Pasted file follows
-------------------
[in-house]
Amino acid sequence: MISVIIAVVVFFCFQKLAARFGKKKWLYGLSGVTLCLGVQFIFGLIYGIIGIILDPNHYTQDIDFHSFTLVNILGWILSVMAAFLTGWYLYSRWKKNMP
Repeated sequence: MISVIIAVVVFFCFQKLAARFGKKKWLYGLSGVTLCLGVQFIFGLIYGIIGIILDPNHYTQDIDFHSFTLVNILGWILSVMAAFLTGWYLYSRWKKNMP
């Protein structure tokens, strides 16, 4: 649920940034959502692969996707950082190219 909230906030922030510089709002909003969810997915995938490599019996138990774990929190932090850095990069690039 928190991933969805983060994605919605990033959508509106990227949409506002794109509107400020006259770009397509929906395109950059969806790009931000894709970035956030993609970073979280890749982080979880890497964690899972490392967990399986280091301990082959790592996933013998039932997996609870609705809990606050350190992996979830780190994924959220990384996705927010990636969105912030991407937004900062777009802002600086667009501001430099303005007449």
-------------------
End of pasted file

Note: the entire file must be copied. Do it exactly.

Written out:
[in-house]
Amino acid sequence: MISVIIAVVVFFCFQKLAARFGKKKWLYGLSGVTLCLGVQFIFGLIYGIIGIILDPNHYTQDIDFHSFTLVNILGWILSVMAAFLTGWYLYSRWKKNMP
Repeated sequence: MISVIIAVVVFFCFQKLAARFGKKKWLYGLSGVTLCLGVQFIFGLIYGIIGIILDPNHYTQDIDFHSFTLVNILGWILSVMAAFLTGWYLYSRWKKNMP
């Protein structure tokens, strides 16, 4: 649920940034959502692969996707950082190219 909230906030922030510089709002909003969810997915995938490599019996138990774990929190932090850095990069690039 928190991933969805983060994605919605990033959508509106990227949409506002794109509107400020006259770009397509929906395109950059969806790009931000894709970035956030993609970073979280890749982080979880890497964690899972490392967990399986280091301990082959790592996933013998039932997996609870609705809990606050350190992996979830780190994924959220990384996705927010990636969105912030991407937004900062777009802002600086667009501001430099303005007449």